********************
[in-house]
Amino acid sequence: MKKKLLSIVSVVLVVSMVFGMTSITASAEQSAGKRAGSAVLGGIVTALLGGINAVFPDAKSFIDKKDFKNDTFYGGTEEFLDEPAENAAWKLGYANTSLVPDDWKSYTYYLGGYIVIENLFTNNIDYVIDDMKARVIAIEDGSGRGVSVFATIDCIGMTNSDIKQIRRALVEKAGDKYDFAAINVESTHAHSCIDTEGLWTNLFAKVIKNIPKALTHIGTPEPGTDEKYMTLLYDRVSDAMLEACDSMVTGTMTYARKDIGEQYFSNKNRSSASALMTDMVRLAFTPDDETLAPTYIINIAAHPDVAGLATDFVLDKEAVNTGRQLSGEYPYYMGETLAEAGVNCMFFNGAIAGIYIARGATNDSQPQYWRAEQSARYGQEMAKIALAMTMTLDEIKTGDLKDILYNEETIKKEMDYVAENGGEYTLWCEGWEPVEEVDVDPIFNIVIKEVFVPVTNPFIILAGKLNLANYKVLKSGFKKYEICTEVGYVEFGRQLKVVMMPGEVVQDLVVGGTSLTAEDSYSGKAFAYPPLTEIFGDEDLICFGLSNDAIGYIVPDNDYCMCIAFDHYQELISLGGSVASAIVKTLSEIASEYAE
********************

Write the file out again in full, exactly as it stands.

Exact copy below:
[in-house]
Amino acid sequence: MKKKLLSIVSVVLVVSMVFGMTSITASAEQSAGKRAGSAVLGGIVTALLGGINAVFPDAKSFIDKKDFKNDTFYGGTEEFLDEPAENAAWKLGYANTSLVPDDWKSYTYYLGGYIVIENLFTNNIDYVIDDMKARVIAIEDGSGRGVSVFATIDCIGMTNSDIKQIRRALVEKAGDKYDFAAINVESTHAHSCIDTEGLWTNLFAKVIKNIPKALTHIGTPEPGTDEKYMTLLYDRVSDAMLEACDSMVTGTMTYARKDIGEQYFSNKNRSSASALMTDMVRLAFTPDDETLAPTYIINIAAHPDVAGLATDFVLDKEAVNTGRQLSGEYPYYMGETLAEAGVNCMFFNGAIAGIYIARGATNDSQPQYWRAEQSARYGQEMAKIALAMTMTLDEIKTGDLKDILYNEETIKKEMDYVAENGGEYTLWCEGWEPVEEVDVDPIFNIVIKEVFVPVTNPFIILAGKLNLANYKVLKSGFKKYEICTEVGYVEFGRQLKVVMMPGEVVQDLVVGGTSLTAEDSYSGKAFAYPPLTEIFGDEDLICFGLSNDAIGYIVPDNDYCMCIAFDHYQELISLGGSVASAIVKTLSEIASEYAE